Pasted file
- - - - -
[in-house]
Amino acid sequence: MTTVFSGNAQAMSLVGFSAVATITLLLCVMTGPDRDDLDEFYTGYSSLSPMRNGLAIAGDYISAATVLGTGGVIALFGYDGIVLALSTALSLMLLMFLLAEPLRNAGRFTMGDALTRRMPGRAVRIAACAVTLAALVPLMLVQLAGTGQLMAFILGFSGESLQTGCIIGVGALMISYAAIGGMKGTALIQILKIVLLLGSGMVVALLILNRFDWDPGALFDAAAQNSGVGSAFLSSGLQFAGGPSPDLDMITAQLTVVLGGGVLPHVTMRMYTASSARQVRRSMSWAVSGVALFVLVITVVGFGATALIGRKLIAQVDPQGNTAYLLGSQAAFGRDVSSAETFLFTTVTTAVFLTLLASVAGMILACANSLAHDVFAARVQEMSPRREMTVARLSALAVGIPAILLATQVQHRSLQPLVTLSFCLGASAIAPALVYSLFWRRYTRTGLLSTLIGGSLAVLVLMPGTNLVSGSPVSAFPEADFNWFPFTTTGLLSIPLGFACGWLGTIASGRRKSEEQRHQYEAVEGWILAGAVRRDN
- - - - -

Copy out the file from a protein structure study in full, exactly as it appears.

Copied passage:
[in-house]
Amino acid sequence: MTTVFSGNAQAMSLVGFSAVATITLLLCVMTGPDRDDLDEFYTGYSSLSPMRNGLAIAGDYISAATVLGTGGVIALFGYDGIVLALSTALSLMLLMFLLAEPLRNAGRFTMGDALTRRMPGRAVRIAACAVTLAALVPLMLVQLAGTGQLMAFILGFSGESLQTGCIIGVGALMISYAAIGGMKGTALIQILKIVLLLGSGMVVALLILNRFDWDPGALFDAAAQNSGVGSAFLSSGLQFAGGPSPDLDMITAQLTVVLGGGVLPHVTMRMYTASSARQVRRSMSWAVSGVALFVLVITVVGFGATALIGRKLIAQVDPQGNTAYLLGSQAAFGRDVSSAETFLFTTVTTAVFLTLLASVAGMILACANSLAHDVFAARVQEMSPRREMTVARLSALAVGIPAILLATQVQHRSLQPLVTLSFCLGASAIAPALVYSLFWRRYTRTGLLSTLIGGSLAVLVLMPGTNLVSGSPVSAFPEADFNWFPFTTTGLLSIPLGFACGWLGTIASGRRKSEEQRHQYEAVEGWILAGAVRRDN